Newly developed eczema during aging: What influence do genes and air pollution have?
Little is known about eczema in the elderly. New insights on this topic were recently published in the Journal of Allergy and Clinical Immunology. They are based on a two-step investigation of researchers from the IUF in Düsseldorf, Germany.
Düsseldorf, 23/11/2018. While risk factors are known for atopic eczema in childhood, there are far less insights into eczema in adulthood. What role do predisposition and environmental factors play? Is this the “atopic eczema of the elderly”?
With regards to these questions scientists from the IUF – Leibniz Research Institute for Environmental Medicine have analyzed data from the long-term study SALIA*. Results which were published in July show that the development of eczema in the elderly is very common.¹ Thus, about 8 % of 834 women have indicated that they developed eczema for the first time at the age of 55+. A correlation between long-term exposition to traffic-related air pollution and the initial development of eczema beyond 55 years was shown. The scientists specifically found a correlation between increased values of fine particles (PM₂,₅, PM₁₀) and gaseous environmental pollutants (NO₂, NOₓ) and eczema in elderly women.
Next, the scientists from IUF together with a colleague from the Monash University in Melbourne, Australia, asked themselves whether this is a form of atopic eczema. It was found that eczema in the elderly differs from atopic eczema in childhood. Accordingly, the correlation between air pollution and eczema in elderly women was stronger, if they had neither hay fever, nor elevated anti-IgE antibodies in the blood, and if they had no genetic predisposition to develop atopic diseases such as atopic eczema. These investigations were recently published in the Journal of Allergy and Clinical Immunology.²
“Our investigation shows that first time development of eczema at the age of 55+ is more frequent than previously assumed. Additionally, it suggests a correlation with chronic exposure to traffic-related air pollution”, explains Dr. Tamara Schikowski, environmental epidemiologist and group leader at IUF. Prof. Jean Krutmann, dermatologist and director of IUF adds: “Up to now, we know very little about eczema in the elderly. The finding that eczema in the elderly differs from atopic eczema in children indicates that this is an independent, so far unknown entity”.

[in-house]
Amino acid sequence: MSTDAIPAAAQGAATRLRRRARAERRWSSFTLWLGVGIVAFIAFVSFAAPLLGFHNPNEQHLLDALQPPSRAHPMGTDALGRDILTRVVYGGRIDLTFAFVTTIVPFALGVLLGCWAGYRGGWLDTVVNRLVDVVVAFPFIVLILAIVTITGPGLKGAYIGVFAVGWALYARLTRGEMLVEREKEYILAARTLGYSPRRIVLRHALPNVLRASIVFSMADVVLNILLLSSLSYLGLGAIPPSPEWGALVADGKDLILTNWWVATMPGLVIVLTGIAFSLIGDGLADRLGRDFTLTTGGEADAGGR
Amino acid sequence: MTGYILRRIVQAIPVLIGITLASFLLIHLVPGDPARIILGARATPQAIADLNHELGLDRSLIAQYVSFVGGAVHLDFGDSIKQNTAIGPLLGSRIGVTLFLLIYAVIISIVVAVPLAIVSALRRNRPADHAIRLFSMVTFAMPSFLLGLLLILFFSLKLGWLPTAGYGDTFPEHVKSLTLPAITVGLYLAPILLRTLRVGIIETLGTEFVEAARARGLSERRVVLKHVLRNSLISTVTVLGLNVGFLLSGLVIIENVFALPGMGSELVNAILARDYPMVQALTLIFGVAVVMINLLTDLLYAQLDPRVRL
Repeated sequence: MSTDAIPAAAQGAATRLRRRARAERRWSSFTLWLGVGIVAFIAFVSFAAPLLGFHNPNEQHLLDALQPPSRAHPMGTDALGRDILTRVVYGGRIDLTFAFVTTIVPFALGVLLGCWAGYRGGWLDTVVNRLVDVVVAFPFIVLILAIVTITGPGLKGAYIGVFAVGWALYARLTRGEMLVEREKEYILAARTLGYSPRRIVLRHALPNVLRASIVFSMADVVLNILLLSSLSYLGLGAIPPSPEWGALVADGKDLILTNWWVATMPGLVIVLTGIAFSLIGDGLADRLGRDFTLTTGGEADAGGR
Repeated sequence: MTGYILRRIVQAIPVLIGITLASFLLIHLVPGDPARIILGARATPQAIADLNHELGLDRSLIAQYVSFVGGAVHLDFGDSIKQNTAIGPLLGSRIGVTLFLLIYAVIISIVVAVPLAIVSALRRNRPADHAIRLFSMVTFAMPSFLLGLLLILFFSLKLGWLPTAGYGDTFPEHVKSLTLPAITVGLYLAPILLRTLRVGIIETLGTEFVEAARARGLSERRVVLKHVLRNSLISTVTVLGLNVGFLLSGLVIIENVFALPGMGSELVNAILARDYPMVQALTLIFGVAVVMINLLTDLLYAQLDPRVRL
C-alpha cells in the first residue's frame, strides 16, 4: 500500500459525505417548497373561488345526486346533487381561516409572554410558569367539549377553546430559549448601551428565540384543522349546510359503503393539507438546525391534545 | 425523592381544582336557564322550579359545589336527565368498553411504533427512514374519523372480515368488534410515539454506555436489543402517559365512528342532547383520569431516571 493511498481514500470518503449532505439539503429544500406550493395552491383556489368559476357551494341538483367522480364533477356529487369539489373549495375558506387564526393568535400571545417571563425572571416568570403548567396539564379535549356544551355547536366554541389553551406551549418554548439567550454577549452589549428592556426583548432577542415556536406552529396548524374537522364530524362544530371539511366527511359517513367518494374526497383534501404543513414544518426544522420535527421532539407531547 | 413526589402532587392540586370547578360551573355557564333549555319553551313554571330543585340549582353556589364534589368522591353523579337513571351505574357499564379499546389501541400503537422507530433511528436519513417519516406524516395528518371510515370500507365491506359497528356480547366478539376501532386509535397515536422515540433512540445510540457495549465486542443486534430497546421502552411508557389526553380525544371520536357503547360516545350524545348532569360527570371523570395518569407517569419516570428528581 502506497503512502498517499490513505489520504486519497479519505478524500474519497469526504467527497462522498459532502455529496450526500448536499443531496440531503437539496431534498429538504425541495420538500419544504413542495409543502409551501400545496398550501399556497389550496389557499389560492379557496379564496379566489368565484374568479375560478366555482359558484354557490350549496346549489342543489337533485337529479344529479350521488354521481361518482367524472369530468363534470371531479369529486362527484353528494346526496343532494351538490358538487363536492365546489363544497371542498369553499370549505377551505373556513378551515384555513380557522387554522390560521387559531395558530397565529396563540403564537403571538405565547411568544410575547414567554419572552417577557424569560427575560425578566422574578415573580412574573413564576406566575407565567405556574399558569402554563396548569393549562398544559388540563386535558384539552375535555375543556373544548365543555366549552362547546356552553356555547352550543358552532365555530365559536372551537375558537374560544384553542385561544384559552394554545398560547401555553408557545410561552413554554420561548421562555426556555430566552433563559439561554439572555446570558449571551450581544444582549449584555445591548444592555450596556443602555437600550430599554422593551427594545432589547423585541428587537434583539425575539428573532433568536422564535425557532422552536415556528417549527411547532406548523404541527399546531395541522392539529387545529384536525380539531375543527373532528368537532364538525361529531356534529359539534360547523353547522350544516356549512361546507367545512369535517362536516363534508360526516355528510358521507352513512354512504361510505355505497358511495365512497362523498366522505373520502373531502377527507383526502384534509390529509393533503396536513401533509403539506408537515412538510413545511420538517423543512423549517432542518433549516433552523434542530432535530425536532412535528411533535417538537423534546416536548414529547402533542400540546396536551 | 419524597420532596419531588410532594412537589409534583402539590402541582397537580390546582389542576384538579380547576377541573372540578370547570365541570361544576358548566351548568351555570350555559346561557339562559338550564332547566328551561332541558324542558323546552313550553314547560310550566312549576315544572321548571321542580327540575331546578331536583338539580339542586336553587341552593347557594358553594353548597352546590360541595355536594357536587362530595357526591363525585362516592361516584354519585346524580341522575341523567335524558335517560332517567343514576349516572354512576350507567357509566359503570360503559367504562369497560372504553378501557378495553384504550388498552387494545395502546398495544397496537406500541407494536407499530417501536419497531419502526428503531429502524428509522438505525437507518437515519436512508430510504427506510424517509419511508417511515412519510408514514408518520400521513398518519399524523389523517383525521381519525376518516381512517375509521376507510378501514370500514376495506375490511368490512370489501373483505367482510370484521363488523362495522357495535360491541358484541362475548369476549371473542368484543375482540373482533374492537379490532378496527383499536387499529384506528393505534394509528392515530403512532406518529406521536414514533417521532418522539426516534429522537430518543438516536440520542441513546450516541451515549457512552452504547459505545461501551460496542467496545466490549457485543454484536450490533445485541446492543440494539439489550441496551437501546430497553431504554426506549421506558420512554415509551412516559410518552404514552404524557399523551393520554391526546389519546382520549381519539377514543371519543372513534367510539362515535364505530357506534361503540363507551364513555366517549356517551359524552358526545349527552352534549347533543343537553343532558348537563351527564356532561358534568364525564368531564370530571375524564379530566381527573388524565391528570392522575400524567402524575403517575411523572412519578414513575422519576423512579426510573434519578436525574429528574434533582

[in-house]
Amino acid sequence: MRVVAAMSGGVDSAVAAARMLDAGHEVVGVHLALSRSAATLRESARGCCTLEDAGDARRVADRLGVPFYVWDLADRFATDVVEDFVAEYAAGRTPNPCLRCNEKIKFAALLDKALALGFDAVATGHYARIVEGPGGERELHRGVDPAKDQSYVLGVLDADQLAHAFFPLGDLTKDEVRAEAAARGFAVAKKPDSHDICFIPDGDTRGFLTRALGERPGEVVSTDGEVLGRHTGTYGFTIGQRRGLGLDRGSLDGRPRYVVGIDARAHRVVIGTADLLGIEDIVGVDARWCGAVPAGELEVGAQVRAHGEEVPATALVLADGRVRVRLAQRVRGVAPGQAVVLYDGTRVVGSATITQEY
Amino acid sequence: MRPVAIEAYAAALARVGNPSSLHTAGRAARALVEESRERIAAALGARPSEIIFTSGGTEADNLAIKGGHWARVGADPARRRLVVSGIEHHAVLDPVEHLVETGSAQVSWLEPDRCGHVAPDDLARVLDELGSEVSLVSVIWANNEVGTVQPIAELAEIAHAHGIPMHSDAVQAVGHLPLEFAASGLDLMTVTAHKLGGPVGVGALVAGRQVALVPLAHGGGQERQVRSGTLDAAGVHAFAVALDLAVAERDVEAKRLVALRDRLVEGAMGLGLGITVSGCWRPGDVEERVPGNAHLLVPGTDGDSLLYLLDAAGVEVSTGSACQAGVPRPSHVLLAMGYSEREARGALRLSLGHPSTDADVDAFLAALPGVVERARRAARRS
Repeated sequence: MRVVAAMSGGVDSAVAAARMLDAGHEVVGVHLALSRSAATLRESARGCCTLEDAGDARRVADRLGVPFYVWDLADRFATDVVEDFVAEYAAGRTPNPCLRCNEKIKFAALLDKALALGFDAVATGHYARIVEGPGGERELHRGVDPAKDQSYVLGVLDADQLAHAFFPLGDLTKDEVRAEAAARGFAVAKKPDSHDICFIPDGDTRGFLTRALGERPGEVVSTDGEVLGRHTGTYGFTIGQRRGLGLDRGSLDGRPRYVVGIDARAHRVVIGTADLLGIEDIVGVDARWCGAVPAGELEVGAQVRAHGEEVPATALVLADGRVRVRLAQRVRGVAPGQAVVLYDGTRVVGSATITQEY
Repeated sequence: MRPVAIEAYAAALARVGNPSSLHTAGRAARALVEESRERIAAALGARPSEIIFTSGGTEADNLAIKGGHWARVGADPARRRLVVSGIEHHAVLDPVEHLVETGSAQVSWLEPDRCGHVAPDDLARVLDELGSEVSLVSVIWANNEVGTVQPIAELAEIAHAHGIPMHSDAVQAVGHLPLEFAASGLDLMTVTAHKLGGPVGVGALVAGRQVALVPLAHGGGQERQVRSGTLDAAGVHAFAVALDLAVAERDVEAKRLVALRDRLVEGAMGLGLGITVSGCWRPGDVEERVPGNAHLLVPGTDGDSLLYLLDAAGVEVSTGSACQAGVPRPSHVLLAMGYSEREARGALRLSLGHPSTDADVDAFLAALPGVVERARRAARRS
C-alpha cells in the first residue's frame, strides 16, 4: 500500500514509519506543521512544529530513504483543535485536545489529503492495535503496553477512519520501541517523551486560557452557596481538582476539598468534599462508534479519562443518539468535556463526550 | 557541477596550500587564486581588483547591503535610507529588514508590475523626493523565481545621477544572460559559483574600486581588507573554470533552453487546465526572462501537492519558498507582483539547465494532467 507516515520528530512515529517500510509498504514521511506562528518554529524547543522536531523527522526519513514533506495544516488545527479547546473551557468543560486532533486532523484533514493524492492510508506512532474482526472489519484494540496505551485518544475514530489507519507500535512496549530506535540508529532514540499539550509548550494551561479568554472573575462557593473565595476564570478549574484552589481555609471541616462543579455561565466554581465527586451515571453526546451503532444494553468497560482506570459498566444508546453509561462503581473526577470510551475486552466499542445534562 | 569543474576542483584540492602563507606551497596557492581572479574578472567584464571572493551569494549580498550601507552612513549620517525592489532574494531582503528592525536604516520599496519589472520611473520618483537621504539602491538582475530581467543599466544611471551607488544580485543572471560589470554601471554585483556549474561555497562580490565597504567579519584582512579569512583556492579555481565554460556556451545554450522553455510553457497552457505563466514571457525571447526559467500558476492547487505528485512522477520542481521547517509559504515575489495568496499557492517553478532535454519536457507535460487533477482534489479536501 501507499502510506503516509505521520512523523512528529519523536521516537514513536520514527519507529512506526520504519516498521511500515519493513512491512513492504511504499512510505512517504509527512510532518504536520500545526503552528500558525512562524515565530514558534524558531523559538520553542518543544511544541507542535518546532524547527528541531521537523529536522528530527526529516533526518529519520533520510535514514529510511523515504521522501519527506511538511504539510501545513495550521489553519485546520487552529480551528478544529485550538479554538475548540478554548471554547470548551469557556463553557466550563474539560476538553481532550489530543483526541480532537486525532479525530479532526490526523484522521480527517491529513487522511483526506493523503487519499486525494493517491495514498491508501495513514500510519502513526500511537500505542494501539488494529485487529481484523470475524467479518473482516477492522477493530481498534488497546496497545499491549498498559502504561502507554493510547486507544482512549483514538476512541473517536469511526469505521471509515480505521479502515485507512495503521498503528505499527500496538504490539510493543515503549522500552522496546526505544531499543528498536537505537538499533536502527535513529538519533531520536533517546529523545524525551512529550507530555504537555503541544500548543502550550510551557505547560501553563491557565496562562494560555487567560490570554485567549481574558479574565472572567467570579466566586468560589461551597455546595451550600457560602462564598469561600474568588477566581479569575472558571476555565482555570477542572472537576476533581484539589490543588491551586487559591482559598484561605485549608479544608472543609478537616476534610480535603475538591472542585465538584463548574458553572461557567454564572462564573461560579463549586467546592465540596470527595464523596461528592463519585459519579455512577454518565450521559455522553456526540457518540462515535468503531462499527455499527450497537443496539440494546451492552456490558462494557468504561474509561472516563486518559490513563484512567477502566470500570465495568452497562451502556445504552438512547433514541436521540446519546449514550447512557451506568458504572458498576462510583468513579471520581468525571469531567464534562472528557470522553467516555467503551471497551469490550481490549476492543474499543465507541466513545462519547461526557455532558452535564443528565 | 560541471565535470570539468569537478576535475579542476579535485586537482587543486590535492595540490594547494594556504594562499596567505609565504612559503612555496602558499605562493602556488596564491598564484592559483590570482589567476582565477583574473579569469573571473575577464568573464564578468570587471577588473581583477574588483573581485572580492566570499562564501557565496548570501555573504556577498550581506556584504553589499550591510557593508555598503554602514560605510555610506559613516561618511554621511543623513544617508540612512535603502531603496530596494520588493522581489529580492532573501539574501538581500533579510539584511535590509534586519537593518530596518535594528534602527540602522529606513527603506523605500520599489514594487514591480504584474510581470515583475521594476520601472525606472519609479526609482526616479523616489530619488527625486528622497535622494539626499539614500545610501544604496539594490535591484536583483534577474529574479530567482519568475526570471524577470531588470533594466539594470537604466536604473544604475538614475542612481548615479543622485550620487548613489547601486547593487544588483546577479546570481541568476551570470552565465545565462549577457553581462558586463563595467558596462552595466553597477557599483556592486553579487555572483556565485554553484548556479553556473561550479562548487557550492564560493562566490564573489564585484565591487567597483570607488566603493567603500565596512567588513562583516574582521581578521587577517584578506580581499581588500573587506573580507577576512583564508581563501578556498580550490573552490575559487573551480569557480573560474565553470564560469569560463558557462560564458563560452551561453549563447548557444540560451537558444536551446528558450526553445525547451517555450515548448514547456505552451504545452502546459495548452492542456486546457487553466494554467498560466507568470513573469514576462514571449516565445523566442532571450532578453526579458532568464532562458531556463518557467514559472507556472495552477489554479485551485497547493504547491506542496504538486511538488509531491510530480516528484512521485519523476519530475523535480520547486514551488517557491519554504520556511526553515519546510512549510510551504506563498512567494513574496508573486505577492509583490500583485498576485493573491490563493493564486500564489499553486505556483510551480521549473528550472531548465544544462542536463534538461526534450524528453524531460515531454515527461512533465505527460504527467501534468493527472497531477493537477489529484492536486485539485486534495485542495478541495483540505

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* About the SALIA study
The analyses are based on data from the SALIA study which was initiated in 1985 in order to investigate the long-term effects of air pollution on health. Elderly women from the former highly industrialized Ruhr area and the rural, Southern “Münsterland” were considered. Men were excluded as they were occupationally exposed to high air pollution in coal mining and steel industry at this time. The initial examination took place with 54-55 years (1985-1994). The first follow-up of health data was conducted via questionnaire. 834 women with an average of 73.5 years participated in the second examination (2007-2010). The hereby presented analyses are based on the results of this examination. The statistical correlations are calculated with so-called regressions models. In this process, diverse confounding factors e.g. smoking are included and the models adapted thereto. The air pollution strongly decreased in the Ruhr area during the study so that health improvement can already be observed to some extent. The SALIA study is supervised by Dr. Schikowski from the IUF.
1.) Schnass W, Hüls A, Vierkötter A, Krämer U, Krutmann J, Schikowski T: Traffic-related air pollution and eczema in the elderly: Findings from the SALIA cohort. Int J Hyg Environ Health 221(6): 861-867, 2018. doi: 10.1016/j.ijheh.2018.06.002.
2.) Hüls A, Abramson MJ, Sugiri D, Fuks K, Krämer U, Krutmann J, Schikowski T: Nonatopic eczema in elderly women: Effect of air pollution and genes. J Allergy Clin Immunol 2018. doi: 10.1016/j.jaci.2018.09.031.
About the IUF
The IUF – Leibniz Research Institute for Environmental Medicine investigates the molecular mechanisms through which particles, radiation and environmental chemicals harm human health. The main working areas are environmentally induced aging of the cardiopulmonary system and the skin as well as disturbances of the nervous and immune system. Through development of novel model systems the IUF contributes to the improvement of risk assessment and the identification of novel strategies for the prevention / therapy of environmentally induced health damage.
More information: http://www.iuf-duesseldorf.com.
The IUF is part of the Leibniz Association: http://www.leibniz-gemeinschaft.de/en/home.
Christiane Klasen, Personal Assistant to the institute’s Director
IUF – Leibniz Research Institute for Environmental Medicine
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Phone: +49 (0)211 3389 216